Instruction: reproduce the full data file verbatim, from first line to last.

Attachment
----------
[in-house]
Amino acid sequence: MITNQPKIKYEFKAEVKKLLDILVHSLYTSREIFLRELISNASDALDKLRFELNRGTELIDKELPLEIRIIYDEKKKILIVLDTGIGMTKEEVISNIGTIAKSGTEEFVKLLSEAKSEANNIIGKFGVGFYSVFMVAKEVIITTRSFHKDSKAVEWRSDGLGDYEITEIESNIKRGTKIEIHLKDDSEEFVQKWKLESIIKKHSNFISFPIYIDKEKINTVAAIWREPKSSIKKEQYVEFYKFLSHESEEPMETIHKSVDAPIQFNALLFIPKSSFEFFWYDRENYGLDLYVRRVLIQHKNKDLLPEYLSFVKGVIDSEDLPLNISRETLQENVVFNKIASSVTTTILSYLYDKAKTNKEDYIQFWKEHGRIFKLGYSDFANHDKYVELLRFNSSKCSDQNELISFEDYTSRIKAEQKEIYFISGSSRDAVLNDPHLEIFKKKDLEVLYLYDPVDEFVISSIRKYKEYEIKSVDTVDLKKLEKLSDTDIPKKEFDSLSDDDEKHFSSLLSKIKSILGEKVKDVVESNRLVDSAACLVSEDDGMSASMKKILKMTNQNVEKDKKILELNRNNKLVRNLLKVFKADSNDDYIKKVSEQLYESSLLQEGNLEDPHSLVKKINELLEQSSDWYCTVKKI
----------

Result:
[in-house]
Amino acid sequence: MITNQPKIKYEFKAEVKKLLDILVHSLYTSREIFLRELISNASDALDKLRFELNRGTELIDKELPLEIRIIYDEKKKILIVLDTGIGMTKEEVISNIGTIAKSGTEEFVKLLSEAKSEANNIIGKFGVGFYSVFMVAKEVIITTRSFHKDSKAVEWRSDGLGDYEITEIESNIKRGTKIEIHLKDDSEEFVQKWKLESIIKKHSNFISFPIYIDKEKINTVAAIWREPKSSIKKEQYVEFYKFLSHESEEPMETIHKSVDAPIQFNALLFIPKSSFEFFWYDRENYGLDLYVRRVLIQHKNKDLLPEYLSFVKGVIDSEDLPLNISRETLQENVVFNKIASSVTTTILSYLYDKAKTNKEDYIQFWKEHGRIFKLGYSDFANHDKYVELLRFNSSKCSDQNELISFEDYTSRIKAEQKEIYFISGSSRDAVLNDPHLEIFKKKDLEVLYLYDPVDEFVISSIRKYKEYEIKSVDTVDLKKLEKLSDTDIPKKEFDSLSDDDEKHFSSLLSKIKSILGEKVKDVVESNRLVDSAACLVSEDDGMSASMKKILKMTNQNVEKDKKILELNRNNKLVRNLLKVFKADSNDDYIKKVSEQLYESSLLQEGNLEDPHSLVKKINELLEQSSDWYCTVKKI